Enrique* Granados' music has enthralled me since my teenage years, when I was introduced to his opera Goyescas by one of Raleigh's more flamboyant pianists and vocal coaches. The stage work, premiered at the Met in 1916 and based (I was later to learn) on a collection of piano pieces of the same name, is tinged with tragedy because the composer died soon after its premiere at the age of 49. American pianist Mac McClure, UNC-trained but based for years in Spain and now in Columbia, S.A., explained the composer's death to a small crowd in Chapel Hill after his all-Granados recital with Argentine-Spanish mezzo-soprano Marisa Martins.
Granados came to America for the premiere of Goyescas, which occurred on January 28, 1916. The composer had booked passage directly back to Spain but was invited to perform at the White House, so he took another ship to Liverpool, where he embarked aboard Sussex for Dieppe. That ship was torpedoed by the Germans on March 24, 1916, and the composer drowned while attempting to rescue his wife.
In UNC's Person Hall, an intimate jewel of a recital room, Martins and McClure offered a program listed as "The Young Lovers" (Los majos enamorados), after the subtitle of the Goyescas piano suite, op. 15. The evening of course offered much more than this, for it addressed, as he said in his introduction, love, loss – separation and death – and recovery. The music was drawn from Goyescas, the twelve Tonadillas en estilo antiguo (poems by Fernando Periquet), several of the seven Canciones amatorias, and two singletons.
The full program is listed here:
Los requiebros (Goyescas No. 1)
La maja de Goya (Tonadillas No. 8)
El tralalá y el punteado (Tonadillas No. 7)
Amor y odio (Tonadillas No. 1)
El majo tímido (Tonadillas No. 5)
El majo olvidado (Tonadillas No. 4)
Callejeo (Tonadillas No. 2)
El mirar de la maja (Tonadillas No. 6)
Las currutacas modestas (Tonadillas No. 12)
El fandango del candil (Goyescas No. 3)
[Quejas, o] La maja y el ruiseñor (Goyescas No. 4)
Las majas dolorosas (¡Oh, muerte cruel!, ¡Ay, majo de mi vida!, and De aquel majo amante) (Tonadillas Nos. 9-11)
Cançó d'amor (in Catalan) (1902)
Elegía eterna (in Catalan) (1914)
Serranas de Cuenca (Iban al pinar) (Canciones amatorias No. 6)
Lloraba la niña (Llorad, corazón, que tenéis razón) (Canciones amatorias No. 3)
Gracia mía (Canciones amatorias No. 7)
Encore: No lloréis ojuelos (Canciones amatorias No. 5)
The three Goyescas pieces, for solo piano, were radiantly played, with spellbinding insight despite a few memory slips that were discreetly covered. We've had the pleasure of hearing McClure on numerous occasions, over the years. He remains one of our very finest keyboard artists, so his recurring visits here are always causes for celebration.
The lack of texts and translations was the evening's chief liability, but that said, Martins is a quite overwhelming interpretive artist, her dramatic qualities surely informed by her vast operatic experience, so only a stone could have failed to be moved by these songs and her renditions of them. This was the first time we have heard her "live," but her recordings, for Spanish labels, have long occupied prime places in our collection, partly due to her supreme artistry and partly due to their immense value as documents of important but generally neglected literature (by Montsalvatge, Mompou, Albéniz, Borras, and others). Her voice is astonishing in terms of its range, which extends from the tenor register to high soprano (and with no perceptible breaks) and in terms of her superb technical control of dynamics, breath, phrasing, and color. She acts within a limited scope as dictated by recital constraints – it would be a treat to experience her on the operatic stage, as residents of Madrid will do this spring in one of Montsalvatge's operas.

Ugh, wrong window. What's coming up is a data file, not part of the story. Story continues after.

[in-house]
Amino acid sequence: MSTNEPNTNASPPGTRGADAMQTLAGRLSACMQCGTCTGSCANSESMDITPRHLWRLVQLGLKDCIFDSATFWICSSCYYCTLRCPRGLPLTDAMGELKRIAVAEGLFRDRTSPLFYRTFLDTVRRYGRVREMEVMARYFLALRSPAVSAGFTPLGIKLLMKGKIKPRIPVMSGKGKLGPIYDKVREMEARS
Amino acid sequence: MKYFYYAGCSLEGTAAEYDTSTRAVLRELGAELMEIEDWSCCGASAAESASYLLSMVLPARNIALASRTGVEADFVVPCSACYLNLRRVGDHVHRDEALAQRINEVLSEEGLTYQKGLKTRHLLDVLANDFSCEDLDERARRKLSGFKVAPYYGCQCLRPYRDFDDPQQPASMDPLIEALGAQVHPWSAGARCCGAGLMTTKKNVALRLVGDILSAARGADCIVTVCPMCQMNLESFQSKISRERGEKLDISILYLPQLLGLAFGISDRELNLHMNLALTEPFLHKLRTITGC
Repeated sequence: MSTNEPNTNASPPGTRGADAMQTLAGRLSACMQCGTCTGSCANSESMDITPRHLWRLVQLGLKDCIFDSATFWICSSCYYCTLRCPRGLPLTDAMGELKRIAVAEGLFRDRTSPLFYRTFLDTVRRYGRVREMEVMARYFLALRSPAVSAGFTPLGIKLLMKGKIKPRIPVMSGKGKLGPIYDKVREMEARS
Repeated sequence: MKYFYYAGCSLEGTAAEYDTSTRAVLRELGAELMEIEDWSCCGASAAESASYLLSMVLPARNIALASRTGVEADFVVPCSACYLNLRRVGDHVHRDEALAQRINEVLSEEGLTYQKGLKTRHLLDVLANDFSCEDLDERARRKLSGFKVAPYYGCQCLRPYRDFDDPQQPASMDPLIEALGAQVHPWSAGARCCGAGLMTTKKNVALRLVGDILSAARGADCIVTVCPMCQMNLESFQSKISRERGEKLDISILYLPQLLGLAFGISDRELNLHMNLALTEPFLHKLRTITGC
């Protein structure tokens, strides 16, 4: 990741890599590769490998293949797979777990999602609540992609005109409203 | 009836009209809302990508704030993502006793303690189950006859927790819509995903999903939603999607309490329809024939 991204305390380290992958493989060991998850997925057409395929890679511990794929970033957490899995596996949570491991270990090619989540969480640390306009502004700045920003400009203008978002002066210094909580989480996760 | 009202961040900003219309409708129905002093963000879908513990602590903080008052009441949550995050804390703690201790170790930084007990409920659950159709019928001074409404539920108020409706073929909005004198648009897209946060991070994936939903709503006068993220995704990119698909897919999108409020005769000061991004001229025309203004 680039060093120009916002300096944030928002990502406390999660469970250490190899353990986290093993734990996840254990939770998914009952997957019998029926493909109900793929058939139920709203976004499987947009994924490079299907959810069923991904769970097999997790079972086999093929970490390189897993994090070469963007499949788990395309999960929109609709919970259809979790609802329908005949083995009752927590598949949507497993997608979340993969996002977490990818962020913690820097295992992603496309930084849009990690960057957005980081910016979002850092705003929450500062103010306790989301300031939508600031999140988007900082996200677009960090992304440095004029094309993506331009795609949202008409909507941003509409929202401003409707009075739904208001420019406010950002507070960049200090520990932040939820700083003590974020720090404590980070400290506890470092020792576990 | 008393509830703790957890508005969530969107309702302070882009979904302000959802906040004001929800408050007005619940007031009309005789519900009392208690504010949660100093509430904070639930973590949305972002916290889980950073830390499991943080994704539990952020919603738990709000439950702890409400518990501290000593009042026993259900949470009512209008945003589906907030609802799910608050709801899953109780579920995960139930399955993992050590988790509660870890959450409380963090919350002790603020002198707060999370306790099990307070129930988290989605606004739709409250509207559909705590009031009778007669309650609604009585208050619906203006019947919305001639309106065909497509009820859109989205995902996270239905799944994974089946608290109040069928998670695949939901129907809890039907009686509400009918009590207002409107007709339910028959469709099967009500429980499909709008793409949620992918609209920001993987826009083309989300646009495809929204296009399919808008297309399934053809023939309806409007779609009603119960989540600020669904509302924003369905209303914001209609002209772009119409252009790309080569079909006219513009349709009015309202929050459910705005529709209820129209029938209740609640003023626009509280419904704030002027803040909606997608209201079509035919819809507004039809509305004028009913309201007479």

Put these two together and great things can happen, as was the case in Chapel Hill on this occasion. Indeed it would be hard to imagine any two living artists who could do greater justice to this music. This was a stem-winder that those who heard it will surely long remember.
Granados seems rarely to get his due. Years after I "discovered" Goyescas I was dismayed to find that the then-new New Grove devoted only a little over two columns to the composer, appending a woefully incomplete works list. This concert did wonders to bring his music to wider public attention. It's a shame that it drew such a small spring-break audience on an evening when Dook was whipping UNC at the ACC tourney in Brooklyn.
For photos of the paintings and musical examples of Goyescas, click here.
For much more information about the Granados anniversaries (the 150th of his birth, in 2017, and the 100th of his death, in 2016), click here.
This program will be repeated at Haverford College in Pennsylvania on March 15. For details, click here.
*The composer's first name was given as Enric in the program in keeping with Spanish custom.